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Slides for lecture on basic graph types for a statistics class.

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- 1. Chapter 2 and Infographics Project<br />Graphs: Good, Bad & Ugly<br />
- 2. A visual presentation of data<br />Relationships & comparisons are visual<br />Less daunting to some than tables of numbers<br />Allows some artistry and creativity<br />Accuracy is important<br />Style of graph must match<br />Scale (level) of measurement of the variable(s)<br />Nature of this particular data set<br />Purpose of a Graph<br />
- 3. Graph that meets basic requirements<br /><ul><li>Axes drawn and labeled
- 4. Category values labeled
- 5. Title for graph
- 6. Data bars proportional to number of cases in data
- 7. Balanced
- 8. Maintains scale
- 9. No “chart junk”
- 10. Not complicated
- 11. Only one idea conveyed</li></li></ul><li>Graphs for Discrete Data(counts)<br />Data are in categories<br />Nominal <br />Ordinal (if few categories)<br />Types of graph:<br />Pie Chart<br />Bar Chart or Pictograph (Excel: Column chart)<br />Show the Frequency (count) or Percent<br />
- 12. Area of bars combined is 100%<br />Area of each bar is proportional to its percent of total<br />Bars do not touchbecause categoriesare discrete.<br />Many variations; this is the most simple.<br />BAR CHART: the Good<br />
- 13. The Bad:design hides trends or data<br />
- 14. PICTOGRAPH: the Good bars constructed of equal size simple icons<br />
- 15. PICTOGRAPH: the Ugly<br />Elements of unequal size<br />Just heads of some kids<br />All children are playing except those from China – subtle racism<br />
- 16. BAR CHART – problems to consider:area, color – & why is that jogger there?<br />
- 17. Practice: How many problems can you see in this graph?<br />
- 18. PIE CHART: the Acceptable<br />Area of pie = 100%<br />Wedge is proportional to percentage of cases<br />Labels show count or percent <br />Ten slices is the maximum to remain clear & readable.<br />
- 19. PIE CHART: the Badcharts confuse or obscure the pattern in the data<br />
- 20. What can you detect in this old graph?<br />
- 21. Graphs for Continuous Data (sometimes used for Ordinal data)<br />Graph shows continuity of the construct<br />Histogram: bars that touch at real limits<br />Line graph: covers range (a.k.a. Frequency Polygon)<br />Horizontal axis goes from low to high<br />Intervals shown for Interval or Ratio data<br />Some ordinal data also graphed this way(e.g., strongly agree, agree, slightly agree, etc)<br />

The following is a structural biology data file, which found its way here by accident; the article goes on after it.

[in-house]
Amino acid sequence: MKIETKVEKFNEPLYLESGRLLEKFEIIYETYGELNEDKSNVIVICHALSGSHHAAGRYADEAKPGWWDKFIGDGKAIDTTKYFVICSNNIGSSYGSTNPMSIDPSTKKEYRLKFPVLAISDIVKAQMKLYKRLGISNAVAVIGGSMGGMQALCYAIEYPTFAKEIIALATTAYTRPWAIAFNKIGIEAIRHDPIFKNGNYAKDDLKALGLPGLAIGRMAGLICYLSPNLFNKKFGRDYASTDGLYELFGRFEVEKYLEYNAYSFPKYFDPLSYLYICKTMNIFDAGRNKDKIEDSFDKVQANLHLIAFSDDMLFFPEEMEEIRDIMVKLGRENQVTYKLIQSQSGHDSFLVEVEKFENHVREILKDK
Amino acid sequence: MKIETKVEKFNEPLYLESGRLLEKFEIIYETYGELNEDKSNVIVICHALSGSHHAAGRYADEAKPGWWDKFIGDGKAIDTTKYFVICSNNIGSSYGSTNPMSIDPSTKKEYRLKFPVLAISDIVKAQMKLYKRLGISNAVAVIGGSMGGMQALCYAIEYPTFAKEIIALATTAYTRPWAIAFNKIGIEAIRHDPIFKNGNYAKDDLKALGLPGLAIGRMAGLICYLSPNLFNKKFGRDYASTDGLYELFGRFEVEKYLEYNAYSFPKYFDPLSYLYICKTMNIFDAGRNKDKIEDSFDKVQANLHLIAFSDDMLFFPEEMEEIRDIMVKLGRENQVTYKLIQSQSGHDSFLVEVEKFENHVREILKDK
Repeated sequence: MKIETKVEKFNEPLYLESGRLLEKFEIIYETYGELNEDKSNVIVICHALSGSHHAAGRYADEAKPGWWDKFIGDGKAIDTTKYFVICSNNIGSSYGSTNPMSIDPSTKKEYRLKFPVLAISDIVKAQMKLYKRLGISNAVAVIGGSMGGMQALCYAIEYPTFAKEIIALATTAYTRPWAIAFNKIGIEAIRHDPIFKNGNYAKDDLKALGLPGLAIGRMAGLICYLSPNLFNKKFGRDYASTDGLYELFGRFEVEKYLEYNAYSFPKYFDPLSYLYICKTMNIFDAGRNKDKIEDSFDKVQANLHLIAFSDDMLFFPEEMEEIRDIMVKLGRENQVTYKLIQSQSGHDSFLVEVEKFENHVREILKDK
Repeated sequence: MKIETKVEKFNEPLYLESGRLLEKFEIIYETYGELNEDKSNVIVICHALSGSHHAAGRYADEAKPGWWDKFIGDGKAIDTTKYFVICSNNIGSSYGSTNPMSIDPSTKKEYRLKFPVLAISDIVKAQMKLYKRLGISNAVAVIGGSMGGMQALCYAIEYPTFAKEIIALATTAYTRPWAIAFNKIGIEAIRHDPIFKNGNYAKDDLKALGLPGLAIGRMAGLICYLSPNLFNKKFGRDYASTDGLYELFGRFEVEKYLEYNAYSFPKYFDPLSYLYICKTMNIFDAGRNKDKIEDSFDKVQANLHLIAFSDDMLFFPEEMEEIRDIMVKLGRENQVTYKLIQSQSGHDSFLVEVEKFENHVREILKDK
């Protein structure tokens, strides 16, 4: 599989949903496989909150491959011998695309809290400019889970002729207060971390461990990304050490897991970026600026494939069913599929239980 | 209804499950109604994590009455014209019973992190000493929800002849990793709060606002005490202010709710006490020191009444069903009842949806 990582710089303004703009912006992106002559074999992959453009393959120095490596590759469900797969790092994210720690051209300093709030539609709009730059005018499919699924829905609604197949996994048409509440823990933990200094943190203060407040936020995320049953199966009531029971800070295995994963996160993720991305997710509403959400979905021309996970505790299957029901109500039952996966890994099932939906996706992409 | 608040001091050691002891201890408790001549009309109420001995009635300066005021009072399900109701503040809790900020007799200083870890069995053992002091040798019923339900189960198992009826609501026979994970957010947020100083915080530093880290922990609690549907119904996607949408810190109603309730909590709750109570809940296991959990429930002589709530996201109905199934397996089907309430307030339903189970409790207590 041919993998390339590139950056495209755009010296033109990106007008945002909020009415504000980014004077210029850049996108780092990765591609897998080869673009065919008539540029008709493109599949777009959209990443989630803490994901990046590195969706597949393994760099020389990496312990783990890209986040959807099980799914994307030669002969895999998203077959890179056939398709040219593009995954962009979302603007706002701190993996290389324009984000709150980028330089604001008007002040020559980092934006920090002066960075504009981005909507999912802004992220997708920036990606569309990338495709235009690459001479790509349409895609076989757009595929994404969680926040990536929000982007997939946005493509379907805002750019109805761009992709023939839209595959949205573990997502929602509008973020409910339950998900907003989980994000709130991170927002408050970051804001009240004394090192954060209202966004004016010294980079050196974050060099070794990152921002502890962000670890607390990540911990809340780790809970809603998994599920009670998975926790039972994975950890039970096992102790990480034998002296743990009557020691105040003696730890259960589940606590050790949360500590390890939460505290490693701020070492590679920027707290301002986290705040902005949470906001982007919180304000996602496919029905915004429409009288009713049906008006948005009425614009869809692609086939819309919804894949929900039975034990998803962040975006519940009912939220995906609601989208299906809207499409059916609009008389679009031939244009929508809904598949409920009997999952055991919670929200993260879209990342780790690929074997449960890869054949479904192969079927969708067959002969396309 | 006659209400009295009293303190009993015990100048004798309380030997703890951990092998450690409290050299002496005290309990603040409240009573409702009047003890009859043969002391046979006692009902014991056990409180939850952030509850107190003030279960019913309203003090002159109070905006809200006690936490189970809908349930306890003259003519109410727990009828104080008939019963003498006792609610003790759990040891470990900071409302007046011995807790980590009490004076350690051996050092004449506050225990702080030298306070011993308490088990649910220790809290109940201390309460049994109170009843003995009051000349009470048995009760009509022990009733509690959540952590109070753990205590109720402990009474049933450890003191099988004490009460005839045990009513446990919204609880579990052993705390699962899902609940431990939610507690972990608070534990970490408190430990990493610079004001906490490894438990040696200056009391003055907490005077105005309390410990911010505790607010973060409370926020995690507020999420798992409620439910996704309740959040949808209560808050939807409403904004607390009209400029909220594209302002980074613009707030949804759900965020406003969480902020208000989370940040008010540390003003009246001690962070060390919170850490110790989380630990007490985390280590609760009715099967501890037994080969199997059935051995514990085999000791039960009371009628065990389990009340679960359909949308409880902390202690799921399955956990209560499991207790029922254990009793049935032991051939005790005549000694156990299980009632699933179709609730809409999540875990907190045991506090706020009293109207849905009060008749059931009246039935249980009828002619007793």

- 22. Bar width is a rangeof scores or the reallimits of scores.<br />Ranges equal width<br />Labels show mid-point or real limits<br />Low scores on left, high scores on right<br />HISTOGRAM: the Good<br />
- 23. HISTOGRAM: the Bad<br />Ranges of data<br />Unequal & indeterminate<br />Spacing of “bars” is unequal.<br />Water, sky, umbrella detract from graph<br />
- 24. HISTOGRAM:the Ugly<br /><ul><li>Curved horizontal axis so no vertical axis.
- 25. Lowest categories are on the right, not left.
- 26. Intervals of income are unequal/indeterminate.
- 27. One interval is just plain wrong, and data are lost (all incomes $49,001 to $49,999 omitted).</li></li></ul><li>Same requirements as histogram.<br />If more than one line,legend or labels are needed.<br />More than four or fivelines can be hard tointerpret<br />Line Graphs / Frequency Polygon<br />from SRB Documentary. (2008). Demographic Winter: the Decline of the Human Family at http://www.demographicwinter.com/index.html<br />
- 28. LINE GRAPH: the Bad<br />Why is the headline “Steady growth” for this graph?<br />Hint: check the axis values<br />If it is growth, is it steady ?<br />Hint: how did each of the three variables change from 1988 to 1989.<br />
- 29. Modern graphs have more options<br />The Future of Food. (2008) WiredMagazine 16:11<br />
- 30. Chapter 2 and Infographics Project<br />Graphs: Good, Bad & Ugly<br />

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